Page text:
Once we got past that initial set back, things went as expected for a crowded themed spot and everyone had a good time.
What we were able to see:
- Lego Factory Tour
- Lego Mini Land
- Kingdom Quest (Ride)
- Lego Racers Build and Test
- Merlin’s Apprentice Ride
- 4D Lego Movie (movie titles seem to change throughout the day)
- Lego Construction Site (while enjoyed by most, looked at times to be a scene from Lord of the Flies)
- Lego Store
Amidst all the chaos, I would still recommend the Lego Discovery Center. It’s located in a pretty cool outdoor shopping plaza in Ridge Hill, so you can easily make a day out of the trip. It is a bit pricey. $98 for 3 children/2 Adults, but unless you are going to the park, what isn’t pricey these days?
They do not allow outside food, but were accommodating to Luke’s food allergies, which is always a good thing and there is a little eating spot where they sell pizza, salads, sandwiches and chips.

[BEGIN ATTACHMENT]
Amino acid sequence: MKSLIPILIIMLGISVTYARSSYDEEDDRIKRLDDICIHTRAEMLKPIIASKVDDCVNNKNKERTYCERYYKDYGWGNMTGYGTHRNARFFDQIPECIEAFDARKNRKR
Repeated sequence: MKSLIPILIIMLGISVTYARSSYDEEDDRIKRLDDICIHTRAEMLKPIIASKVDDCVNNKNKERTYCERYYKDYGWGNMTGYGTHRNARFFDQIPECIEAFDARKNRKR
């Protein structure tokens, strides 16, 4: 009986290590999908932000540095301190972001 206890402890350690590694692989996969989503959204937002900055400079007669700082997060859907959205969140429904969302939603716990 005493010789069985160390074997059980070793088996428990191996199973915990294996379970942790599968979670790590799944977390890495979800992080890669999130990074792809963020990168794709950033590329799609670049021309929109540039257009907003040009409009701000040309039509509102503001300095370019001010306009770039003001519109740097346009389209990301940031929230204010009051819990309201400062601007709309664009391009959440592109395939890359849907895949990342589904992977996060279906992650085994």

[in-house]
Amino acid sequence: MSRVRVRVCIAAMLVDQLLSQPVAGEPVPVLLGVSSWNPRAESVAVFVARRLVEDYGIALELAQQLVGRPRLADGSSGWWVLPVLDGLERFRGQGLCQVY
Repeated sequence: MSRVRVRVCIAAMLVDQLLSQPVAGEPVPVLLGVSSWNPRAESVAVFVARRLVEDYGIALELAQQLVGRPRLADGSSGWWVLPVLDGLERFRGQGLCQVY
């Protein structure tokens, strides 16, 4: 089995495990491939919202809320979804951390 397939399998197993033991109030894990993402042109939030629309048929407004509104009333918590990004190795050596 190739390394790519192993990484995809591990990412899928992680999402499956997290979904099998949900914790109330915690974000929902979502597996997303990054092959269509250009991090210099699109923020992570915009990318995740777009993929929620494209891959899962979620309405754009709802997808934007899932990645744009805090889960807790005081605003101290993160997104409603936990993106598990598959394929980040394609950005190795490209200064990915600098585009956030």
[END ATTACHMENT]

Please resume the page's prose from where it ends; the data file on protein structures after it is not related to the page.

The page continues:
Hopefully, this trip will inspire the boys to stay the distance as we put together the Lone Ranger Constitution Train Chase later.
Happy New Year!
To the frugal warrior practicality is king. My husband knows this and that’s why I pretty much know that whatever he gets me for the holidays or my birthday is going to have some practical purpose.
Diamond Bracelets Vs. No-Barf Bands
This year, he scored a home-run gift with a set of Psi bands. For those that don’t know, these acupressure bracelets are used to relieve nausea from motion sickness or in my case morning sickness. For the past few days I’ve been wearing them I haven’t prayed to the porcelain god even once and for that reason I couldn’t love his gift more if they had been diamond tennis bracelets.